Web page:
David Michael Slater is a word whiz. When he isn’t teaching school aged tweens and teens, he’s writing picture books, chapter books, and books for the tween, teen, and adult market. This post looks at his books written for his youngest fans.
Puns, idioms, wordplay, oh my!
On the very first page of Battle of the Books, Jeff
(Illustrator), Slater introduces a
mystery novel and Paige, a romance novel both new to the library. The mystery
book approaches Paige and says, “Wait till everyone checks you out!” On the
next page a book dressed with tweed hat and pipe tells the newcomers, “I’m afraid this
library is all booked up” and the
reader knows this book will Ebbeler with wordplay. be filled
When One forgets how to count past six in Seven Ate Nine,
Besides fun wordplay, kids take away important messages from Slater’s stories filled with humor and emotion.
(Illustrator). Steve Cowden
Everyone deals with problems because “nobody is perfect.”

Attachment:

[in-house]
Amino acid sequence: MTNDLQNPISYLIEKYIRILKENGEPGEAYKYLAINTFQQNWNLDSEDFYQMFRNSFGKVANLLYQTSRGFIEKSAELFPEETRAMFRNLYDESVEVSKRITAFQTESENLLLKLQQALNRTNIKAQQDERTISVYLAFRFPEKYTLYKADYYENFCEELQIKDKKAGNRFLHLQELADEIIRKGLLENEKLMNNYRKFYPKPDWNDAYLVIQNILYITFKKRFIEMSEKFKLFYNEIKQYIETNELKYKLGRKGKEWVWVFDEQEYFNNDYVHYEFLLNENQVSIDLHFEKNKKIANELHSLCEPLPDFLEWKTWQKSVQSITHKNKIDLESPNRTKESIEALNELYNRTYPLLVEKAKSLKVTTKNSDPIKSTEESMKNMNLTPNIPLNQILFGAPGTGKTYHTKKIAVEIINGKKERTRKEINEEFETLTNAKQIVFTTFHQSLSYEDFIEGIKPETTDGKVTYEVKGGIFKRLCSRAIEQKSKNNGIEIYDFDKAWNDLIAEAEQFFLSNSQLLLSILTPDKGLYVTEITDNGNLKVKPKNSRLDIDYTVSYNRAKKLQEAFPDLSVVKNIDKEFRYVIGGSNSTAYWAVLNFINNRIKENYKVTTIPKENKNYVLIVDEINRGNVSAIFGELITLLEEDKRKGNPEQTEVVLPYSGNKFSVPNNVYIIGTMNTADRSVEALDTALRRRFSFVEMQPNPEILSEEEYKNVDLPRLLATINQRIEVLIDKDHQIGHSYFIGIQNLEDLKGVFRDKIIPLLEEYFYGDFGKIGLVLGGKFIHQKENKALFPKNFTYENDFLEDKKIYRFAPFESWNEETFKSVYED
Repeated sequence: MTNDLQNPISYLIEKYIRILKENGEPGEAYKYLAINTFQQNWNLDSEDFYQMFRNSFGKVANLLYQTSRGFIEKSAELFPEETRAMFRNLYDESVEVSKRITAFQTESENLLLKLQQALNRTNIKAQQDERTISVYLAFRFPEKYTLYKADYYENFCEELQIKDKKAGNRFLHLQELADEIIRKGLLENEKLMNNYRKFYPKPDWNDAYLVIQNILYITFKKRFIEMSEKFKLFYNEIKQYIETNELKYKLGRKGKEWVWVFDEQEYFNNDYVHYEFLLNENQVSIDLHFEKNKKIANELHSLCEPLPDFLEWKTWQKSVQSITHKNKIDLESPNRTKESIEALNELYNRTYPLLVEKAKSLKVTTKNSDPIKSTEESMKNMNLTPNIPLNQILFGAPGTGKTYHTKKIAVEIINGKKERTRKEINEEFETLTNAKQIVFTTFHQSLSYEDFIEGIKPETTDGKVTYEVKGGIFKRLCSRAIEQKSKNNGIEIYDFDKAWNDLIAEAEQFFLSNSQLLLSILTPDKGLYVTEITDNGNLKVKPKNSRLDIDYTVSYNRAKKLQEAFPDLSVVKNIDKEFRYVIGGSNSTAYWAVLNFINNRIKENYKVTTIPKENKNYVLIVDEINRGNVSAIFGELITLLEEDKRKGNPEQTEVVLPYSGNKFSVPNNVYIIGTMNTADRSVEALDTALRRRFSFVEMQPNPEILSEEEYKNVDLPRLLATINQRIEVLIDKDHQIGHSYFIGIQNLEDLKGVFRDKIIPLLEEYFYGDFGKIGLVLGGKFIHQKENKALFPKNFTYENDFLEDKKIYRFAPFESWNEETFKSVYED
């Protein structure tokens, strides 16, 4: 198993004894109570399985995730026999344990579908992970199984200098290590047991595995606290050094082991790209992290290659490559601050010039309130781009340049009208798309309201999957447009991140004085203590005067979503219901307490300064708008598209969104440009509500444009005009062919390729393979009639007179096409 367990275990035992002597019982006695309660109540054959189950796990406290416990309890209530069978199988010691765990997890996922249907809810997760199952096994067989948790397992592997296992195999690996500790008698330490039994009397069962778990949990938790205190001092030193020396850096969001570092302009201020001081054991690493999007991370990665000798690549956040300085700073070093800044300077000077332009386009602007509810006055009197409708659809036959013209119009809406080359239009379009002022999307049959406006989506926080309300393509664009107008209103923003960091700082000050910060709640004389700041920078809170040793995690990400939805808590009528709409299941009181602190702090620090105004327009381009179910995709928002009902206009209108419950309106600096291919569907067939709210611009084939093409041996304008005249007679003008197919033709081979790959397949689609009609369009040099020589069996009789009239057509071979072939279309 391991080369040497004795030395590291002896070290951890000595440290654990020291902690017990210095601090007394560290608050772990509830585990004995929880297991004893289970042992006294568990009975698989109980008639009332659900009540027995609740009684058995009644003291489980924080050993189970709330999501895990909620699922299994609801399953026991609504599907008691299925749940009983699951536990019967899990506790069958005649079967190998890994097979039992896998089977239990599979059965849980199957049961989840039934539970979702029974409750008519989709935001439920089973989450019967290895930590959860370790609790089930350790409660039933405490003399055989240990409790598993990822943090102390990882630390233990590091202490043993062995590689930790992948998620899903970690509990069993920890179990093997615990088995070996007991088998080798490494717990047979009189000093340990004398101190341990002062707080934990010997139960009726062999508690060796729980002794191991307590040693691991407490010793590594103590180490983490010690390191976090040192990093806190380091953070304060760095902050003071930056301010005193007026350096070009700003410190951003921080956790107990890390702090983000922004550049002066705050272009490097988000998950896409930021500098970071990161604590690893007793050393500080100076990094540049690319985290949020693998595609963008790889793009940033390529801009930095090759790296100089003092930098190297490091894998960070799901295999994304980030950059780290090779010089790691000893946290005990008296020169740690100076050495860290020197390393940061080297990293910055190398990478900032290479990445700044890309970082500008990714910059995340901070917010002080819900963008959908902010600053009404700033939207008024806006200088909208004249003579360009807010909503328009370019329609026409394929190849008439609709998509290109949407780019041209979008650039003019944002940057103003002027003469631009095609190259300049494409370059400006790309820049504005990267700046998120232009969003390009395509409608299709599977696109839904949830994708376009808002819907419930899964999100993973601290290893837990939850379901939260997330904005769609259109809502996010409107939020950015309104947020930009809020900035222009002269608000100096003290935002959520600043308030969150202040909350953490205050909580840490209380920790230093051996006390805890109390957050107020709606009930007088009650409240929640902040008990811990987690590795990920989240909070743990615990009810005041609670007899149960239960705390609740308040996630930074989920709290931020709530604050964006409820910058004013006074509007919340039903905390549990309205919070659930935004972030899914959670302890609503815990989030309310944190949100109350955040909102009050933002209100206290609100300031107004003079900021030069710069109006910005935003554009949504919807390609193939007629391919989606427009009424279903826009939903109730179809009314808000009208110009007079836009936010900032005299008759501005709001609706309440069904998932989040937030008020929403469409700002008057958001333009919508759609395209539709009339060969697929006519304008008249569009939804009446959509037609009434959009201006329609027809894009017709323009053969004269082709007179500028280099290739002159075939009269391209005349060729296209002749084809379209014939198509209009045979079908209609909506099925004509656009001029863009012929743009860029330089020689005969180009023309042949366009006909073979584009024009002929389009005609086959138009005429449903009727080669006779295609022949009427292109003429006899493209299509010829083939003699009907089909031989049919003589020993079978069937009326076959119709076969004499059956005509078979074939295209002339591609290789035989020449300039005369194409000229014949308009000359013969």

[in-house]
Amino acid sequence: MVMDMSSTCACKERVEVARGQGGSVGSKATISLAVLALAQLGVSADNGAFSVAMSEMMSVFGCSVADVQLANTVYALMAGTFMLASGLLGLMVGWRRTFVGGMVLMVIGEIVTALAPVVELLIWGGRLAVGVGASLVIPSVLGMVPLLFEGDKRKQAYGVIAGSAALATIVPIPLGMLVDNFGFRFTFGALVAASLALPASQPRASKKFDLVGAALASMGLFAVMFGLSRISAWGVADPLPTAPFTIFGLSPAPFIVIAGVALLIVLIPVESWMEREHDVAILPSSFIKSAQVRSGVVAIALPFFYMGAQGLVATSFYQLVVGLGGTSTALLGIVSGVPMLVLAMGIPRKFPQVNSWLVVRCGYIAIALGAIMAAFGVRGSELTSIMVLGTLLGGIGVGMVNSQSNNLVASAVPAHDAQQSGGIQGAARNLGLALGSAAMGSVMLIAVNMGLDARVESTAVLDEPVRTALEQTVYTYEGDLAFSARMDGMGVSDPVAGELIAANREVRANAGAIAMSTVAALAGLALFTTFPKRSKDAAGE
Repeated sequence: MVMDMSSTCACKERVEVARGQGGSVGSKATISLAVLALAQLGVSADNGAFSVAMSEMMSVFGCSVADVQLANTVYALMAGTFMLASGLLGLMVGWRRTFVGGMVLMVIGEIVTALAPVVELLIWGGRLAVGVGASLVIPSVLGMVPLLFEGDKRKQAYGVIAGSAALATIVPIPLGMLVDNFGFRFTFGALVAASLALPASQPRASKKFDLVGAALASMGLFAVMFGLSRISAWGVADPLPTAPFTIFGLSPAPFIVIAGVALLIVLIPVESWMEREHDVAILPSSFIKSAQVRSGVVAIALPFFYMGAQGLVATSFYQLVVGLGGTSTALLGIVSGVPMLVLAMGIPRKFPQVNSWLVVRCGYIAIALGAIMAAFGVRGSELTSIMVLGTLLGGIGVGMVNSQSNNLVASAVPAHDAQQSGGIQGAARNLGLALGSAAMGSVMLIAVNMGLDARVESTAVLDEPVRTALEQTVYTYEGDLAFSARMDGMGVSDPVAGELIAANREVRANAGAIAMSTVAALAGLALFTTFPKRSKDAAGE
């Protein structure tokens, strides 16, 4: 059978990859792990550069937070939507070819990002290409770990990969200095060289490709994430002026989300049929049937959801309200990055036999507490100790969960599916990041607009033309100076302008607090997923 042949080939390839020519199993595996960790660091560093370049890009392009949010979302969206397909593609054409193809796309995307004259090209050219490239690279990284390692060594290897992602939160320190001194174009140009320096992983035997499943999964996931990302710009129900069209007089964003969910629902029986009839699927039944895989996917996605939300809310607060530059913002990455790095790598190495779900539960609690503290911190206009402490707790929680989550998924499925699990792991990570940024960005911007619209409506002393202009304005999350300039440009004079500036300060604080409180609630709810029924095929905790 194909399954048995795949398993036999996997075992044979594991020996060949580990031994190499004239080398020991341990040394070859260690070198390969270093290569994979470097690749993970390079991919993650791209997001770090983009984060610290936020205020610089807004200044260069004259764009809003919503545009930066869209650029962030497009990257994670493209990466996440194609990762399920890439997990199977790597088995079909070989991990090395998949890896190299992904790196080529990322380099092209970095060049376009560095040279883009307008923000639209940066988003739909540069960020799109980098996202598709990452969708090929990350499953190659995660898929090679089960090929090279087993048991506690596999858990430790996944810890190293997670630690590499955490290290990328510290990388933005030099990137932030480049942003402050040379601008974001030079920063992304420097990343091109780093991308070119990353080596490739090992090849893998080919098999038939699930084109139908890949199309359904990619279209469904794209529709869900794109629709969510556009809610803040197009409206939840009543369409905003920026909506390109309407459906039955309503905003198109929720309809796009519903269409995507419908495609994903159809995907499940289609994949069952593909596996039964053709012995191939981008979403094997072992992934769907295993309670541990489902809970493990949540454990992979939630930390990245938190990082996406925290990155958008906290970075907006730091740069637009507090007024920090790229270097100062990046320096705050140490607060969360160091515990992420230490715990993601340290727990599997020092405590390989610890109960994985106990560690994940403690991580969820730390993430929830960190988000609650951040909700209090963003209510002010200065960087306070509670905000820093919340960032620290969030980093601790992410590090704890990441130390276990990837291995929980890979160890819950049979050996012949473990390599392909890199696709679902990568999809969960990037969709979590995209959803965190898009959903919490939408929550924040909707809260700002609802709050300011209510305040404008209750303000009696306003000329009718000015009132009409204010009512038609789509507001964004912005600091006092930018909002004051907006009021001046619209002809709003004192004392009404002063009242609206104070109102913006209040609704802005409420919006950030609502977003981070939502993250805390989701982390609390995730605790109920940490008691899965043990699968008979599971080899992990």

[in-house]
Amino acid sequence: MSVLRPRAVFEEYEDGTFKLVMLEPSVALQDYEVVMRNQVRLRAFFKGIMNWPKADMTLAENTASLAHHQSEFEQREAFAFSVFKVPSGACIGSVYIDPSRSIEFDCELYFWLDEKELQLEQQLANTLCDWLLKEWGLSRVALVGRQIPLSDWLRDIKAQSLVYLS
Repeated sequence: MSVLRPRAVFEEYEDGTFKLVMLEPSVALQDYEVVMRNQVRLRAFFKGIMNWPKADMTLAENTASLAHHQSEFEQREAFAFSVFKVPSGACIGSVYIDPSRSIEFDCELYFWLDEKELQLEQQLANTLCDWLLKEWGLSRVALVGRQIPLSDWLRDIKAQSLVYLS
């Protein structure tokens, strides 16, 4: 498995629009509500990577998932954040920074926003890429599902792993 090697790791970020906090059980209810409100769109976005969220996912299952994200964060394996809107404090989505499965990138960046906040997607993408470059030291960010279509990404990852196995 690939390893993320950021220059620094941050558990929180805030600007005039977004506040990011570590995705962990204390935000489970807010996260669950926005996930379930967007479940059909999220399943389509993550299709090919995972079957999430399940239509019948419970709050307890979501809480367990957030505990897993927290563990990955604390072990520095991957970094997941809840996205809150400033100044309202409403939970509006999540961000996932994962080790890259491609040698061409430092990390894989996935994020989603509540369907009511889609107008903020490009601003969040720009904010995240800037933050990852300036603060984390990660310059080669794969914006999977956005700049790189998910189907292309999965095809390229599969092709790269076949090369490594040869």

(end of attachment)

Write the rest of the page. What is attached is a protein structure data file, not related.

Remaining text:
Jacques & Spock, Debbie Tilley (Illustrator).
Slater writes from a child’s point of view masterfully using imagination
How would a young nonreader treat a book? In The Boy & the Book: [a wordless story], Bob Kolar (Illustrator), Slater’s character drags, tears, and tosses his favorite book at the library like a toy. Each time the boy returns the battered book hides from him. How does the character need to change, so he interacts appropriately with the book? He must learn what books are for.
In The Ring Bear: A Rascally Wedding Adventure, S. G. Brooks, (Illustrator), a young
More picture books by David Michael Slater:
Slater’s books are wonderful mentor texts to study how he uses language, theme, and character arc to write books that appeal to audiences of all ages.